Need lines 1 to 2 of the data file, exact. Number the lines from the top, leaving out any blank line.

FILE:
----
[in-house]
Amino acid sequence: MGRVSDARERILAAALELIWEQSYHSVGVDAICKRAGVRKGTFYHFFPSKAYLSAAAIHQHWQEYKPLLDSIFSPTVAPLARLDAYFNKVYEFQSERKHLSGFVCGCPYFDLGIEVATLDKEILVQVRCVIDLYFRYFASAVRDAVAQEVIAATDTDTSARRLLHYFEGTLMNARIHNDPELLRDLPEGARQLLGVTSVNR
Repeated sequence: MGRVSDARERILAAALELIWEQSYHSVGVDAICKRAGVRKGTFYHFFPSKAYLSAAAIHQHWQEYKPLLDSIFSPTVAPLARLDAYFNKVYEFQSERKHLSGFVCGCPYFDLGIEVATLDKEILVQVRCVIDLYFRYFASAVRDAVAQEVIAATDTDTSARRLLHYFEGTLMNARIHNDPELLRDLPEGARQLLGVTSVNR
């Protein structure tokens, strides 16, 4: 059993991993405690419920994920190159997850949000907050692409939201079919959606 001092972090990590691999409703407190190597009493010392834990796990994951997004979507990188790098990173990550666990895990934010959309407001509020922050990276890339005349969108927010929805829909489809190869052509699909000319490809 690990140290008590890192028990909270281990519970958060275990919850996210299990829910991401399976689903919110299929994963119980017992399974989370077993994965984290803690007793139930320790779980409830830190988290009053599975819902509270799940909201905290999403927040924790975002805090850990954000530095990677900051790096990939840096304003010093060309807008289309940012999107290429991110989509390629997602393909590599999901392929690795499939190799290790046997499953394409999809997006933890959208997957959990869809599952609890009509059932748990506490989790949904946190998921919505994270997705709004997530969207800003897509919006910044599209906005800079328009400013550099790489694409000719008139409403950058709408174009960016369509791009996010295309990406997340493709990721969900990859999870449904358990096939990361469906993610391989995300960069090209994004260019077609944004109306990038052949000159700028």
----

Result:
[in-house]
Amino acid sequence: MGRVSDARERILAAALELIWEQSYHSVGVDAICKRAGVRKGTFYHFFPSKAYLSAAAIHQHWQEYKPLLDSIFSPTVAPLARLDAYFNKVYEFQSERKHLSGFVCGCPYFDLGIEVATLDKEILVQVRCVIDLYFRYFASAVRDAVAQEVIAATDTDTSARRLLHYFEGTLMNARIHNDPELLRDLPEGARQLLGVTSVNR